More Pig Breeds
Pig Farming in South Africa


©Jens-Birger Gielbelmann of Zenzele Farm
The Kolbroek is an indigenous South African breed that looks as if it is wearing spotted pants.
The Kolbroek is an indigenous South African breed. Various theories exist about the breed’s origins and how it derived its name, one being that the name refers to the spotted appearance of the breed since the Afrikaans word “Kolbroek” can be translated into “spotted pants” in English.
The breed is great for outdoor production, as they are hardy, easy-going, excellent foragers and able to survive on very little. According to David Visser’s book, Modern Pig Production, they will eat almost anything edible, whether it is fallen fruit in an orchard, vegetable waste from the kitchen or crop residues from the garden. Their dark skins also render them less vulnerable to sunburn than the white breeds.
The sows are docile and make good mothers. They are moderately prolific, producing litters varying between 6 to 9 piglets. Crossings with breeds such as the Duroc and Large White produces progeny with improved growth rates, feed conversion as well as meat and carcass quality. Kolbroek meat on its own is not in high demand in the mainstream market due to the meat characteristics and stigmatisation, but there seems to be a slight growth in demand from traditional, the slow food and free-range market.

The Piètrain

©Liezel Grobler, SA Stud Book
The Piètrain are primarily crossed with other breeds to improve meat yield.
This medium sized white breed with black spots originated in the village of Piètrain, Belgium. It has shorter legs than most breeds and is stockier in build and quite broad around the back. The black hair is not as deeply pigmented as other black or black spotted breeds.
The first Pietrains were imported into South Africa in 1997. The boars are well muscled and ready to be used for reproduction when they are around eight months old. They are primarily used on other breeds to improve meat yield. The sows, while prolific, are generally poor mothers.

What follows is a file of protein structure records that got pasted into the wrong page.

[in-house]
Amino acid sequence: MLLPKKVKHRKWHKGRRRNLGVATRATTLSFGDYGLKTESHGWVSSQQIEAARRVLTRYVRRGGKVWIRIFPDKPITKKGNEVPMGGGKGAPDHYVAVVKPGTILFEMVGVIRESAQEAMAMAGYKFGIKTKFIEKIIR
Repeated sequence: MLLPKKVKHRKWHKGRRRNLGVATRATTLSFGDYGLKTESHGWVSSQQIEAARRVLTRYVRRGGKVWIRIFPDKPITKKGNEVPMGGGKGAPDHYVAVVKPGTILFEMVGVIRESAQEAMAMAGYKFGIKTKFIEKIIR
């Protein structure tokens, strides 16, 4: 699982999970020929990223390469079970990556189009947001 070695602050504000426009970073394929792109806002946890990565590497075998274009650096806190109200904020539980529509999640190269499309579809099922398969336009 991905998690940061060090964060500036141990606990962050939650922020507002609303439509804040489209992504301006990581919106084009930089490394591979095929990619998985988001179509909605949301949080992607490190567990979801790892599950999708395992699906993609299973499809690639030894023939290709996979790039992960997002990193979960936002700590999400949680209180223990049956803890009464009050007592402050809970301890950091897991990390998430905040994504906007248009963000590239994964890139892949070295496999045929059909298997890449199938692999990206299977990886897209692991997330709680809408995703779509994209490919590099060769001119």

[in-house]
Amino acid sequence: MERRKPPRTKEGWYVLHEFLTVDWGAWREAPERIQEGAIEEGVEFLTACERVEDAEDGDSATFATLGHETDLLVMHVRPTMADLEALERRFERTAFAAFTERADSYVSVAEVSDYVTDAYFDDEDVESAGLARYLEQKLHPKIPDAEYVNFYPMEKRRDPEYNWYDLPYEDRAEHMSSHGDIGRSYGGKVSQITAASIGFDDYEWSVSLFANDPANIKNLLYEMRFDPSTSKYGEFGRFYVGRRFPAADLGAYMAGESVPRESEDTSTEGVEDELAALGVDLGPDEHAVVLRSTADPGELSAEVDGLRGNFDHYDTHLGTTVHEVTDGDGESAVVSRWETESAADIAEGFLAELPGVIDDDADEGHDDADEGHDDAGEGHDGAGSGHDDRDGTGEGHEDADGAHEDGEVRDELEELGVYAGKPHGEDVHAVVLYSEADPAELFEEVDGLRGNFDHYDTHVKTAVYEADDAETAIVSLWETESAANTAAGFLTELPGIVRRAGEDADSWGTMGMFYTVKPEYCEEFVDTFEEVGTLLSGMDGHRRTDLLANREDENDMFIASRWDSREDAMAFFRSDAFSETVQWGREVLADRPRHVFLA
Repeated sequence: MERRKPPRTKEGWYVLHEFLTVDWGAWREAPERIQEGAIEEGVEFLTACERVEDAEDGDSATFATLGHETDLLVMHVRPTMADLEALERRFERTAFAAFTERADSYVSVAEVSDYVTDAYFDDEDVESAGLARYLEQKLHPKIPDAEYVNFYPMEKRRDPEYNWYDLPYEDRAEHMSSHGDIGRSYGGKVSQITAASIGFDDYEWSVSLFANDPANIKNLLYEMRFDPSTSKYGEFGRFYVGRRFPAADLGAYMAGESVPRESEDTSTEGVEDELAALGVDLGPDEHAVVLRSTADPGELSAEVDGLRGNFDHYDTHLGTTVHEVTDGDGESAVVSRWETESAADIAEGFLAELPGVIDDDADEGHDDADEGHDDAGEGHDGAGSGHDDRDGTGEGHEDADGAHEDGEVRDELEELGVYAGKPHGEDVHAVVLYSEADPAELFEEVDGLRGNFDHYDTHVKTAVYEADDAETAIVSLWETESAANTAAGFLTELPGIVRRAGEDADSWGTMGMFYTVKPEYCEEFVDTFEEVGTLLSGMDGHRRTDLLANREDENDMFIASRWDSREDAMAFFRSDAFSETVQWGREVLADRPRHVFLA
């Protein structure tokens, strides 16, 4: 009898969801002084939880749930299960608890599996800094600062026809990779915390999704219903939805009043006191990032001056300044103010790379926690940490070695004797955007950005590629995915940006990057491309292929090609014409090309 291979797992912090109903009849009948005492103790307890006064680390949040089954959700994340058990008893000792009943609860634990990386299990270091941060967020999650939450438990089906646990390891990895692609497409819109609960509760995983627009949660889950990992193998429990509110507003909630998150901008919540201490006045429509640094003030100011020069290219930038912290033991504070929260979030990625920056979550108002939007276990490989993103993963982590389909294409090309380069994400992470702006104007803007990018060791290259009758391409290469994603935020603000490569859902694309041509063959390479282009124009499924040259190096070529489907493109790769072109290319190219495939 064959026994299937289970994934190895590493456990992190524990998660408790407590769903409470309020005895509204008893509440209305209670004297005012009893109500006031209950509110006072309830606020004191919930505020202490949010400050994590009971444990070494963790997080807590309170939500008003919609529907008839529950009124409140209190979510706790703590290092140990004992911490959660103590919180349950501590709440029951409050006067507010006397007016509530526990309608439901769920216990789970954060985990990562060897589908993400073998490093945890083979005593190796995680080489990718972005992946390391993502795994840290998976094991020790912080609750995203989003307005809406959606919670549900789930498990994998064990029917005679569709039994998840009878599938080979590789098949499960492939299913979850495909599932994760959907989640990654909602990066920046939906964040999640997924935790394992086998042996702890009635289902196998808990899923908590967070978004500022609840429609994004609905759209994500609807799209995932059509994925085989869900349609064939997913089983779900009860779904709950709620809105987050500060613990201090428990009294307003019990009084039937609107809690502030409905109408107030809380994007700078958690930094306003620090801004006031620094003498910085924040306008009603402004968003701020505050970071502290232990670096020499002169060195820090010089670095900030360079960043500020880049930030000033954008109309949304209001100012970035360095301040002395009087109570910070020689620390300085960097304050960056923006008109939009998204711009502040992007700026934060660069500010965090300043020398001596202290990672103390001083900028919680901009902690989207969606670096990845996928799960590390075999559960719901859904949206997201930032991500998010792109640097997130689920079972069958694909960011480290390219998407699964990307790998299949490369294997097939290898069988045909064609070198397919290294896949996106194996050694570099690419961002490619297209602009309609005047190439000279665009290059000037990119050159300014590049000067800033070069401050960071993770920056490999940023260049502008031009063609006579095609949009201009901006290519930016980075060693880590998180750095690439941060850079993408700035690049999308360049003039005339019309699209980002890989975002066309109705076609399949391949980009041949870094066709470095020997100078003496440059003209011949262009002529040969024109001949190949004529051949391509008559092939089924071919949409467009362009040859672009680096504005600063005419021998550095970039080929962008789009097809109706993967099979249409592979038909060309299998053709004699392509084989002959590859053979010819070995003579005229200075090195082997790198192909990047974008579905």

The Large Black

©Liezel Grobler
There are hardly any purebred Large Black pigs still available.
The Large Black a large all-black pig with large and lopped ears that originated from the Old English Hog established in the 16th and 17th centuries. It was first imported into South Africa around 1910 and was the most popular breed in the country until improved white breeds became available. It is highly unlikely that purebred specimens are still available in the country.
The breed is great for production outdoors, as they are hardy, easy-going and excellent foragers. They are also less vulnerable to sunburn, than the white breeds. The sows are docile, prolific, make good mothers with exceptional milking ability and are able to rear sizeable litters off simple rations.
Over the years, the meat has become stigmatised because of the breed’s black colour and the black pigment, causing it to resemble round black seed in the meat, has also rendered it unpopular with baconers. Niche markets for Large Blacks and their crossing might however exist, especially in traditional, the slow food or free-range markets.

The Hampshire

©Joy Schoenberger
The Hampshire has lost favour because of it carrying a gene that negatively affects meat quality.
The Hampshire derived from the old English breeds. It is a black pig with a band of white skin and hair surrounding the shoulders and sometimes extending down across the forelegs. The neck of this breed is longer than that of most other commercial breeds.
The breed was first imported into South Africa during the 1980s to make available a new breed for crossbreeding. While still found on many farms in the United States, the breed has lost favour in European countries, Canada and even South Africa because of its dark skin colour and it carrying a gene that has a negative impact on meat quality.